Double-digit inflation rates are weighing on consumers. The German economy is heading into a recession. Leading economic researchers will not see light at the end of the tunnel until 2024.
Record inflation and economic slump: The energy crisis is hitting Germany hard. According to an initial estimate by the Federal Statistical Office, the annual rate of inflation jumped to 10.0 percent in September, the highest level for around 70 years. The result: consumers can afford less and less for their money. This is slowing down consumption as an important pillar of the economy. According to estimates by leading economic research institutes, Europe’s largest economy is heading into a recession – with severe losses in prosperity over a long period of time. The federal government wants to relieve consumers and companies with a new aid package.
“The main burden is currently on private households, who have to accept a massive loss of purchasing power. And that will intensify over the course of the next year,” said Torsten Schmidt from the Leibniz Institute for Economic Research on Thursday in Berlin at the presentation of the autumn report by leading economic researchers. Most companies, on the other hand, could still absorb the energy price shocks quite well.
Inflation reduces purchasing power
Inflation rates at the current level have never existed in reunified Germany. In the old federal states, rates of 10 percent and more were measured in the early 1950s, but the calculation method has changed over time. At 10 percent, the rate is in double digits for the first time since the Korean War in the early 1950s, explained Commerzbank chief economist Jörg Krämer. Economists expect inflation rates to rise further in the coming months.
Higher inflation rates reduce purchasing power, so consumers can afford less for one euro. According to a survey by the German Retail Association (HDE), 60 percent of consumers are already restricting themselves when shopping. For the coming months, 76 percent of those surveyed are preparing to shop more sparingly.
Energy and food have been the biggest price drivers for months. The Russian attack on Ukraine and supply bottlenecks have exacerbated the already tense situation. In September, according to preliminary data, energy prices increased by 43.9 percent and food prices by 18.7 percent over the course of a year.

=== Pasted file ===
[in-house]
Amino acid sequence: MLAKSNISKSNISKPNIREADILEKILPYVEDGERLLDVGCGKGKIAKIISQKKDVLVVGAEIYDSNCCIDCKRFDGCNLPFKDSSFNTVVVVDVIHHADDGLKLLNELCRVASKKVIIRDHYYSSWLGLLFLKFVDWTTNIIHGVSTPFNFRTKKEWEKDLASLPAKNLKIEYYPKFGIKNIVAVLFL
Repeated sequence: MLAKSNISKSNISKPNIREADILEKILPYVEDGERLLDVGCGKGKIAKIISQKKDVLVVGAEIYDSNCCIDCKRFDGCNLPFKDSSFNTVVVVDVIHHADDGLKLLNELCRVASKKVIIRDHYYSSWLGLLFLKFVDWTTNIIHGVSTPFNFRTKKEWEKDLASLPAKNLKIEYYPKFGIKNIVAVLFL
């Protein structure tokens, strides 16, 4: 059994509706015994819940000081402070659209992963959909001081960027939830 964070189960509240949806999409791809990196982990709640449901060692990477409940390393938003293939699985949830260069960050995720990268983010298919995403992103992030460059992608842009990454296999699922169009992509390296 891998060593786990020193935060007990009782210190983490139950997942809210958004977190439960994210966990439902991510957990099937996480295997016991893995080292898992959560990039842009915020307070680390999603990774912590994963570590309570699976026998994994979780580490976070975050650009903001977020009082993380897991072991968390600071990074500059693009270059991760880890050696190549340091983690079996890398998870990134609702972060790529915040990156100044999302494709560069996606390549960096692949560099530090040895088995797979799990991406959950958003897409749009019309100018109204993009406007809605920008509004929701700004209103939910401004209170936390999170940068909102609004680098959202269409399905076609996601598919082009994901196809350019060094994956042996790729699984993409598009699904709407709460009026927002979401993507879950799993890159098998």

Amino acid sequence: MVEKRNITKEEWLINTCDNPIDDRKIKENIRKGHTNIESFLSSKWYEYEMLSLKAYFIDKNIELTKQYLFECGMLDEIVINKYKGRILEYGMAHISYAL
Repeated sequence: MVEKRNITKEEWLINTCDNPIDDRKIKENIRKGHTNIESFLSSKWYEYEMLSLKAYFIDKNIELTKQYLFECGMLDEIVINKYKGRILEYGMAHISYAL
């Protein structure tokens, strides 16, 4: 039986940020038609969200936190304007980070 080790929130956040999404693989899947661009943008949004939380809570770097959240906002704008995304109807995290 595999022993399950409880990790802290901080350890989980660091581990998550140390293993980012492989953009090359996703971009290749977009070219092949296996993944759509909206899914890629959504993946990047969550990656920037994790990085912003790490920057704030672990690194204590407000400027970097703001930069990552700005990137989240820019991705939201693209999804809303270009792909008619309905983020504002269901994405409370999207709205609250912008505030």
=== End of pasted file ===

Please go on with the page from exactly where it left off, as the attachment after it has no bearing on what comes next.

According to the estimates of the economic research institutes, the loss of prosperity of the citizens due to the higher energy prices will also last in the longer term. “This is not a temporary phenomenon, it will keep us busy for a long time,” said economist Schmidt. Industry, on the other hand, is still relatively robust because order books are well filled. However, the Federation of German Industries (BDI) complained that high and fluctuating energy prices were making industrial production increasingly unpredictable.
In their autumn report, economic researchers predict a recession for Germany. For 2022 as a whole, the experts are still expecting economic growth of 1.4 percent due to the better first half of the year, and then expect a decline in economic output of 0.4 percent in the coming year. They do not expect the energy markets to relax until 2024, and thus also an economic recovery.
Gas prices are the decisive factor that will drive the German economy into recession. And the top has not yet been reached, it was said. The highest energy prices for consumers are expected in the middle of next year. The institutes are not currently expecting a gas shortage. However, the supply situation remains extremely tense, which is driving up prices.
According to the forecast, inflation will therefore continue to rise. The institutes expect inflation to average 8.4 percent for the current year and 8.8 percent for 2023. For 2024, they assume falling energy and raw material prices and thus inflation of 2.2 percent.
The federal government wants to support consumers and companies with a new aid package worth up to 200 billion euros. The gas levy, which was controversial until recently, is off the table – there should be a gas price brake for this. “The prices have to go down,” said Chancellor Olaf Scholz (SPD) on Thursday. The federal government will do everything for this. Scholz described the planned state support for energy supply and the planned price brakes for electricity and gas as “double boom”.(dpa)